Help the needy
The holidays are just about upon us, and it’s time to think about what needs to be done and preparations that need to be planned out. We are, however, in a bad recession in which national unemployment is at 10.2 percent and a lot of us are thinking about what we can cut out in terms of spending, including what we give to charity.
But we have many more people who are hurtingfrom this economic downturn this season, like the hungry,unemployed, homeless, elderly and the sick. We need to think of those less fortunate than ourselves. I hope and pray that those who can will donate or volunteer and to do so with the cheerful spirit of giving.
I am not one who talks and doesn’t do, but I am just one of thosewho does the doing. I am a member of St. Anastasia Knights of Columbus in Douglaston, and we have just given 10 turkey dinners with all the fixings to the Jamaica Outreach Program, which helps women and children who are victims of domestic abuse. We also collect and donate toys for these children in the program at Christmas time.
There are otherreligious and civil organizations that do works of charity, which you can locate in your community and which truly need a helping hand — yours.Remember this too: Once we stop fighting for and caring for one another, we have lost our humanity. Therefore no matter how hard it is to give, we need to try to do what is right, and you just might feel good about helping those in desperate need.
Frederick R. Bedell Jr.
In the beginning universal healthcare had the spirit of bi-partisanship. The second greatest Republican President, Theodore Roosevelt, called for universal coverage for all Americans. This spirit was followed by my favorite Democratic President Harry S. Truman, who also called for a national health plan.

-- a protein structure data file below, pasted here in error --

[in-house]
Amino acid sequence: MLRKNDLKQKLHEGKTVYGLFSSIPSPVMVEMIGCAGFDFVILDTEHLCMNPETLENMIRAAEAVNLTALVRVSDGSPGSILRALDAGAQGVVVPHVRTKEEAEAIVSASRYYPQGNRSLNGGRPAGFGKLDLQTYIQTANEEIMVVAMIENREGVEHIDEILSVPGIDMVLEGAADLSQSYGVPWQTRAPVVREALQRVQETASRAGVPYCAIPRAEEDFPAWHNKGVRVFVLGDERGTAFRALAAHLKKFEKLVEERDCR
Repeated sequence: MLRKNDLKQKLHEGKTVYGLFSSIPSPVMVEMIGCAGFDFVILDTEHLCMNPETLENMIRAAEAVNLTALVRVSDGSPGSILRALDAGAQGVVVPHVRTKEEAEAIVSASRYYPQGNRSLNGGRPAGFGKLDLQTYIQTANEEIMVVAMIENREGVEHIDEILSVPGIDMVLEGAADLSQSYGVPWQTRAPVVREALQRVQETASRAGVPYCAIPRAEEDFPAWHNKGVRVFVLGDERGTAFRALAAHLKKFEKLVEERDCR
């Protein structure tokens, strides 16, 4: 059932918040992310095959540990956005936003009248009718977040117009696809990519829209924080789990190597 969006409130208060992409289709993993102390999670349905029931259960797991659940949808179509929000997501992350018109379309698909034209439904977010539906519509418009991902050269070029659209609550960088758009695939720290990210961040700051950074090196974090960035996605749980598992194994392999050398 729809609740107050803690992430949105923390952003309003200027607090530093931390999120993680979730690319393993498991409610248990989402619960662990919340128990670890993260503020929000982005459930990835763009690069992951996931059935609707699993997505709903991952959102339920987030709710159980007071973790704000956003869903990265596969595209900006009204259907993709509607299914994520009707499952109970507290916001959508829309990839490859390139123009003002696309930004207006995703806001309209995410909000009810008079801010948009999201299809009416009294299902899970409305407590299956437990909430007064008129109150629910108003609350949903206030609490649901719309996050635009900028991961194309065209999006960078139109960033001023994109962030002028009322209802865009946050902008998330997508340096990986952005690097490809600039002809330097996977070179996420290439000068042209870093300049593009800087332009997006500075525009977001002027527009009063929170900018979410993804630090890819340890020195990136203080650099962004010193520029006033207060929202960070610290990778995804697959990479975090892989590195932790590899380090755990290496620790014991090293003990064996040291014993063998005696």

Unfortunately, somewhere along the way that spirit died. But America is now very close to achieving a century old dream.
The House of Representatives recently voted for H.R. 3962, the Affordable Healthcare Act. Now all eyes are focused on the upcoming Senate floor fight, calling for a knockout punch to those “tea baggers” who just say no to healthcare reform.
There must be good reasons why the following organizations have endorsed the president’s public option health plan: the AARP, American Medical Association, American Cancer Society, American Heart Association, Consumer Union and the National Farmer Union.
Let’s identify some possible reasons.
1. Affordable coverage for 37 million non-insured Americans will bring medical insurance to 96 percent of all Americans.
2. No denial of insurance protection by healthcare providers due to pre-existing conditions.
3. The infamous Medicare Part D “donut hole” will be closed.
4. The Journal of Medicine revealed that 62 percent of all personal bankruptcies are due to expensive medical cost.
5. While the plan will cost $1.1 trillion over 10 years, the only new tax of 5.4 percent will be on those earning over $500,000 per year — roughly one to two percent of all taxpayers.